1-10 of 41 results  for:

  • Collecting, Patronage, and Display of Art x
  • Artist, Architect, or Designer x
  • Nineteenth-Century Art x
  • Prints and Printmaking x
Clear all

Article

Russian, 19th century, male.

Active between 1809 and 1826 in Moscow.

Engraver (line-engraving).

This artist belonged to the school of the Moscow printer and collector P.P. Beketov. Under the direction of J. Rosanov, N.Z. Sokolov and A.J. Ossipov, Afanasiev engraved a series of three hundred portraits of famous Russians, published in three volumes between ...

Article

French, 19th century, male.

Born 1 May 1786, in Lyons; died 2 July 1872, in Lyons.

Painter, engraver.

Balthazar Alexis started out as an engraver before going on to draw and paint landscapes and portraits. He is best known as an avid collector, whose collection was sold off in Lyons in February ...

Article

Madeleine Fidell-Beaufort

(b New York, March 17, 1822; d New York, Aug 11, 1904)

American wood-engraver, art dealer, collector and philanthropist. Avery’s career as a wood-engraver and his involvement with the New York publishing trade began in the early 1840s. He worked for, among others, Appleton’s, the New York Herald and Harper’s and produced illustrations for trade cards, religious tracts, adventure stories and children’s books. By the early 1850s Avery had begun compiling humorous books and commissioning drawings from such artist-illustrators as Felix Octavius Carr Darley, John Whetten Ehninger, Augustus Hoppin (1827–96), Tompkins Harrison Matteson and John McLenan (1827–66). His business contacts led to close relationships with such artists as Frederick Church, John F. Kensett and William Trost Richards.

By the late 1850s Avery had begun to collect drawings and small cabinet pictures by local artists. Other art collectors, notably William T. Walters, asked Avery’s advice when commissioning works of art. In 1864 he turned his engraving practice over to ...

Article

German, 19th century, male.

Active in Frankfurt am Main around the middle of the 19th century.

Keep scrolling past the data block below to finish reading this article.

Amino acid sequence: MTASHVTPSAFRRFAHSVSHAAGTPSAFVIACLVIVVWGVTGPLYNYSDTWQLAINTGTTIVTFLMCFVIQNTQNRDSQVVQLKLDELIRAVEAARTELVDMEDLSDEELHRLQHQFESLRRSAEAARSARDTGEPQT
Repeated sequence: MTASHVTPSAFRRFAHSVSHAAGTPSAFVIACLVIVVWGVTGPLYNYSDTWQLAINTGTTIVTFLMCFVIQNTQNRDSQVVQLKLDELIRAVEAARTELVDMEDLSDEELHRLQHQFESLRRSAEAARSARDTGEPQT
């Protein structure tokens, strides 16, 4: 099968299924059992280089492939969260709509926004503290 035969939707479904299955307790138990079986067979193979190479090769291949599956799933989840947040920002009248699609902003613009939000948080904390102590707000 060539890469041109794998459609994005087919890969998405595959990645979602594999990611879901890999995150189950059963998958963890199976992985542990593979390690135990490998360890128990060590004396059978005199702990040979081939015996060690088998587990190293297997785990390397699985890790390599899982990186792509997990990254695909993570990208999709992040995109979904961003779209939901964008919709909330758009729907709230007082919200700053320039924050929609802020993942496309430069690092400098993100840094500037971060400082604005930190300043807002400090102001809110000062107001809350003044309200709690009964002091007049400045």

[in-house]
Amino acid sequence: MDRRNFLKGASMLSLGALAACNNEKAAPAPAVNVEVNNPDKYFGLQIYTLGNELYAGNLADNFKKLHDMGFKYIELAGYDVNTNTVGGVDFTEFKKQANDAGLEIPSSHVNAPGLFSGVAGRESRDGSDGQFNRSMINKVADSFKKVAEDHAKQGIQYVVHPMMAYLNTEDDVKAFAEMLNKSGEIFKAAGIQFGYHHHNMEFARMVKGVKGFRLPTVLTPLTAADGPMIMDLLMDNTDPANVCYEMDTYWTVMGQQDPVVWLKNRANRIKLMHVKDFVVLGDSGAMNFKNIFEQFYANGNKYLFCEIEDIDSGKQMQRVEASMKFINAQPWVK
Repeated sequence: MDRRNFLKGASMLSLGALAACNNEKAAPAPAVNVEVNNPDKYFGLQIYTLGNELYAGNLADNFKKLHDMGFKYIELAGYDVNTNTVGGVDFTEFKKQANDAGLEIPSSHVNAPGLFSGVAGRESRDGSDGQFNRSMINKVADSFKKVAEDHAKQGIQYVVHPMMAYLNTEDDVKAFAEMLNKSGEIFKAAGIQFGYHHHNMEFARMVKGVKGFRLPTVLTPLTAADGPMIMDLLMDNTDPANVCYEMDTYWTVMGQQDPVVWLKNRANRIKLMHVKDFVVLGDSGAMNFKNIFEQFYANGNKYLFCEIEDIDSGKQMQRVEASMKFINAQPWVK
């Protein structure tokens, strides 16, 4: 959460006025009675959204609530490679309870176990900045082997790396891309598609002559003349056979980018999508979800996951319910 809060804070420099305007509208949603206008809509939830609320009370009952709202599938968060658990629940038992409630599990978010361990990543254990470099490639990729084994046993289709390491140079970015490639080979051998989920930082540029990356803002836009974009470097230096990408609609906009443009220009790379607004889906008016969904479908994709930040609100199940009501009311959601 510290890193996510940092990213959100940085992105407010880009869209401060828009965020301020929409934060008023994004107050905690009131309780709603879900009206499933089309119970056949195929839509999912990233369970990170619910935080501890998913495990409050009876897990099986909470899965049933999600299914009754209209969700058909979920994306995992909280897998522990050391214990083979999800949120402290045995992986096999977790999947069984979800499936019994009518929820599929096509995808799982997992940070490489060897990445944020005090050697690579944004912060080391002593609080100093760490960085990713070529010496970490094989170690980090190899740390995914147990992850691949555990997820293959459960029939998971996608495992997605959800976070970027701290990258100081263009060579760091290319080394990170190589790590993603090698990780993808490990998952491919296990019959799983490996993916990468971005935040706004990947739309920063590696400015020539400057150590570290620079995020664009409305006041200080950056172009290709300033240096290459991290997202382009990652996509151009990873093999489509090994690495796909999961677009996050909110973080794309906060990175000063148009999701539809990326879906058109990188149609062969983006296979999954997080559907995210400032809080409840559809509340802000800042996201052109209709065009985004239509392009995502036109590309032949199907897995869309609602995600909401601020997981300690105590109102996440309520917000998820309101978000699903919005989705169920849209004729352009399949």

Engraver (burin/steel).

In his Handbook for Collectors of Copperplate Engravings ( Handbuch für Kupferstichsammler), Aloys Apell only mentions Backenberg's Love in an ornamental frame. According to Mengs he may also be the creator of the following engavings : ...

Article

Gabriel P. Weisberg

(b Paris, Feb 11, 1830; d Parays, Tarn-et-Garonne, June 3, 1890).

French critic, collector and etcher. He studied drawing and painting before becoming art critic of the Gazette des Beaux-Arts in 1859. His extensive articles examined such issues as the etching revival (see Etching, §II, 4), modernization of the industrial arts, the cult of Japonisme and Impressionism. With his notices in the newspaper Le Rappel (1869–71) and the avant-garde journal La Renaissance littéraire et artistique (1871–2), the periodical of the emerging Symbolist poets, Burty passionately espoused the taste for Japanese art and culture and coined the term Japonisme in 1872. His apartment, which contained a vast collection of Japanese works of art, attracted many collectors also fascinated by Japan, including Edmond de Goncourt, Félix Bracquemond and Edgar Degas. Burty’s meetings and his collection and staunch advocacy of Japonisme influenced many, including his Impressionist friends, in whose compositions the subtle assimilation of Japanese print design is evident. The marriage of Burty’s daughter Madeleine to the entrepreneur ...

Article

Flemish School, 19th century, male.

Born 13 September 1814, in Sept-Fontaines, near Luxembourg; died 19 February 1853, in Ghent.

Engraver, collector.

Article

Andrew W. Moore

(b Norwich, Dec 22, 1768; d Norwich, April 22, 1821).